Everybody wants to talk about the curveball and the rise ball, but during the NCAA tournament this year, you may have heard a somewhat unfamiliar term in softball. The fastball is making a comeback in our game, but did it ever really leave? Let's take a look at some headliners in college softball that still utilize their fastball.
The name Kelly Barnhill has become synonymous with college softball in the past four years. Barnhill is well-known for her rise ball and this year she surpassed Florida Gator great, Stacey Nelson, to become the all-time strikeout leader at the University of Florida. As her senior season progressed, it was noticeable that along with her signature rise ball, Barnhill also started to work lower in the zone with a two-seam fastball. Her two-seam featured downward movement with the occasional arm-side run. Because of this, it gave Barnhill a different look during her senior campaign. Yet she still achieved the same strikeout success:
-358 K's in 287 Innings Pitched in 2019
-358 K's in 286.1 Innings Pitched in 2018
During the Norman Regional, the Oklahoma Sooners had their NCAA leading 41 game winning streak snapped by the University of Wisconsin. The winning pitcher was Kaitlyn Menz who held one of the nation’s top offenses to only one run, scattering five hits throughout her complete-game effort. Stifling the Sooners lineup is a challenge in itself, and Menz did so by only throwing a fastball and a change-up. Menz consistently throws in the mid-'60s (mph), topping out at modest 66-mph. Yet she was able to beat some of the best hitters the game has to offer, spotting her fastball effectively. She lived low in the zone and commanded her devastating change-up.
Miranda Elish has been one of the nation’s best pitchers over the last two seasons and was most recently heralded for her performance in the Austin Regional, winning all four elimination games to help the Longhorns advance to a super regional after dropping their opening contest against Sam Houston State. Miranda lives mostly on her drop ball and rise ball combination, but she also throws a 2-seam fastball that cuts to the outer part of the plate (right-handed hitter), similar to a curveball. So, not only can a pitcher throw a 4-seam fastball with 12-6 (on a clock) downward movement, which is how Elish throws her drop ball. Pitchers can also throw a 2-seam which will cut to the outer part of the plate or run to the inner half based on your grip and hand placement at release.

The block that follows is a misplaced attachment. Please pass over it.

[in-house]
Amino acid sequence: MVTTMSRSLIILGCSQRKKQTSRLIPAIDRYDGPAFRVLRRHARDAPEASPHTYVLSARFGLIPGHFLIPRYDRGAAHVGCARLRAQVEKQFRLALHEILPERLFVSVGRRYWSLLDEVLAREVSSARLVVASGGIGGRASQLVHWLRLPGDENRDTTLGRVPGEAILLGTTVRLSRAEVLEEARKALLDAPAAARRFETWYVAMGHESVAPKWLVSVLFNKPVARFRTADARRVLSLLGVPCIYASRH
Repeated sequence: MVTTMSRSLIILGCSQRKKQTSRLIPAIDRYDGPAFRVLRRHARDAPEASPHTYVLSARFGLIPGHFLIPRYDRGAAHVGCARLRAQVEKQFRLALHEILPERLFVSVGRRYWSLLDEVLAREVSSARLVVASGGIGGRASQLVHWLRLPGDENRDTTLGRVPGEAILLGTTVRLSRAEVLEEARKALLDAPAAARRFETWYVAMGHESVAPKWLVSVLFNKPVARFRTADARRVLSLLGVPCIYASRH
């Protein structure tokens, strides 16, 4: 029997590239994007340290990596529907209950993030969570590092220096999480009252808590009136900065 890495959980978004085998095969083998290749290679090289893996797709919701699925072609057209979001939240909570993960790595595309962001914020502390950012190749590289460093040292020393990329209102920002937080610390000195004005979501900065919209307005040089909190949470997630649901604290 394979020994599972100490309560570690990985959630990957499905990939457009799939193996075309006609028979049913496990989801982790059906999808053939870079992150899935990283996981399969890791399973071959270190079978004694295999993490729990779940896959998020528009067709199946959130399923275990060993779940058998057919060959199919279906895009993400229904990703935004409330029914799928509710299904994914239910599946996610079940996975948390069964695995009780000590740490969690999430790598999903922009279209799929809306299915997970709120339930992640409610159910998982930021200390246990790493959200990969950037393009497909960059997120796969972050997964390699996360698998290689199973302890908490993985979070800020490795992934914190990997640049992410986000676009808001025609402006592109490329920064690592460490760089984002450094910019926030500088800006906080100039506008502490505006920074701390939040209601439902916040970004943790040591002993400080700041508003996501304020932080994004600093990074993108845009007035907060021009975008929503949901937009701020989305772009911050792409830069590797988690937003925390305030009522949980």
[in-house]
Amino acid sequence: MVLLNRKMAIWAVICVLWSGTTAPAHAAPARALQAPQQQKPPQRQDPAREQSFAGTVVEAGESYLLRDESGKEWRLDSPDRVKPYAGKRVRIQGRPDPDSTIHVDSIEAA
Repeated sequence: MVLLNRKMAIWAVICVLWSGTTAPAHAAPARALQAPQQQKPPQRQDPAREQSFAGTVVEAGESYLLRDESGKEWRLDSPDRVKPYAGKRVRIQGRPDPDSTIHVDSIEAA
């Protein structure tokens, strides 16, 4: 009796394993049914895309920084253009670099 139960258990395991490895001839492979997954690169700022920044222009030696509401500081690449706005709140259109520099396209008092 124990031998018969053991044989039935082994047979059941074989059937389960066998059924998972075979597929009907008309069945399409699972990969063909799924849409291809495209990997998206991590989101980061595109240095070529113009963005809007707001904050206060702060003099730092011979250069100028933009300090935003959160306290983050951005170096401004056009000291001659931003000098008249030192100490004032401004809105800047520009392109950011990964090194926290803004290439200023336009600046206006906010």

In the video below, Elish talks with Megan Willis of Longhorn Network about how she throws her different pitches. To hear Elish talk about her two-seam fastball, fast-forward to 1:06.
29 innings in 29 hours. 429 pitches. 31 Ks.@elish_miranda was a beast in the circle this past weekend to send @TexasSoftball to the Super Regionals. She showcased her pitches with @MeganJoWllis ahead of the NCAA Austin Regional. pic.twitter.com/nDgNu17TNT
— Longhorn Network (@LonghornNetwork) May 20, 2019
Before we dive into the reasons why the fastball is still important, let’s take a second to ask why this is even a question, to begin with. The fastball should be the foundation of all pitching mechanics and a staple in every pitcher’s toolbox, so why is it that many believe the fastball is no longer utilized at the college level? Why is it assumed that every elite pitcher throws only traditional “movement pitches” when there are many that still feature a fastball?
I think the answer is simple. Many pitching coaches and many players within the softball community are under the misconception that a fastball is a straight pitch with no movement, which is incorrect.
If thrown properly, with correct topspin, body positioning, and mechanics, a fastball should have the highest speed threshold of any pitch and have substantial downward movement. In other words, a good fastball should look like a drop ball. Below are three different views of a fastball thrown with topspin.
I believe part of the misconception of a fastball being a straight pitch comes from the lack of emphasis on teaching and encouraging young students to perfect the spin of their fastball and mechanics before moving onto other pitches. This leads to a lack of understanding about what their fastball should be doing. Instead, pitchers are taught secondary pitches before they have learned to command their fastball properly with adequate spin. Secondary pitches, like the curveball, rise ball, and screwball each require different hand positioning in order to get the desired spin and movement. If a pitcher is not trained to understand and execute the proper positioning for a fastball then other pitches and spins may bleed together, creating bullet spin, which does not produce much, if any, movement.
Barnhill, Elish, Menz and many other collegiates and professional pitchers are proof that the fastball, when thrown correctly, showcases exceptional movement and speed. If they can dominate opposing hitters while still utilizing their fastball, then I’d venture to say the importance of this fundamental pitch is not lost in our game.
Stay tuned for an instructional video on how to perfect your fastball spin.